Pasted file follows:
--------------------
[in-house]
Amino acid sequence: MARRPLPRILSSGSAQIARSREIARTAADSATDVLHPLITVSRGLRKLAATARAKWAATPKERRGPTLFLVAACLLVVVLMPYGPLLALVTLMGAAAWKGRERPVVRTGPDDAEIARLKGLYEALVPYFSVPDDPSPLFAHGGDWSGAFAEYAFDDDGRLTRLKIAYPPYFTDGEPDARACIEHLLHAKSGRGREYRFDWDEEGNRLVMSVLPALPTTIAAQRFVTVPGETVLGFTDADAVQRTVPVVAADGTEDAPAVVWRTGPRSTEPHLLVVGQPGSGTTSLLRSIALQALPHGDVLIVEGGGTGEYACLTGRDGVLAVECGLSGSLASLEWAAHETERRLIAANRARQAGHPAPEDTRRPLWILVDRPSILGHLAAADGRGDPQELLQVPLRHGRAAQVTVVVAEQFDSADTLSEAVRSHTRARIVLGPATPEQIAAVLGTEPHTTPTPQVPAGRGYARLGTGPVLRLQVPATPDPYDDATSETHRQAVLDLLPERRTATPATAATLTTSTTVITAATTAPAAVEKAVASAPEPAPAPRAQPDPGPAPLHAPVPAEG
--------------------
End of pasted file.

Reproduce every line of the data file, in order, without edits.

[in-house]
Amino acid sequence: MARRPLPRILSSGSAQIARSREIARTAADSATDVLHPLITVSRGLRKLAATARAKWAATPKERRGPTLFLVAACLLVVVLMPYGPLLALVTLMGAAAWKGRERPVVRTGPDDAEIARLKGLYEALVPYFSVPDDPSPLFAHGGDWSGAFAEYAFDDDGRLTRLKIAYPPYFTDGEPDARACIEHLLHAKSGRGREYRFDWDEEGNRLVMSVLPALPTTIAAQRFVTVPGETVLGFTDADAVQRTVPVVAADGTEDAPAVVWRTGPRSTEPHLLVVGQPGSGTTSLLRSIALQALPHGDVLIVEGGGTGEYACLTGRDGVLAVECGLSGSLASLEWAAHETERRLIAANRARQAGHPAPEDTRRPLWILVDRPSILGHLAAADGRGDPQELLQVPLRHGRAAQVTVVVAEQFDSADTLSEAVRSHTRARIVLGPATPEQIAAVLGTEPHTTPTPQVPAGRGYARLGTGPVLRLQVPATPDPYDDATSETHRQAVLDLLPERRTATPATAATLTTSTTVITAATTAPAAVEKAVASAPEPAPAPRAQPDPGPAPLHAPVPAEG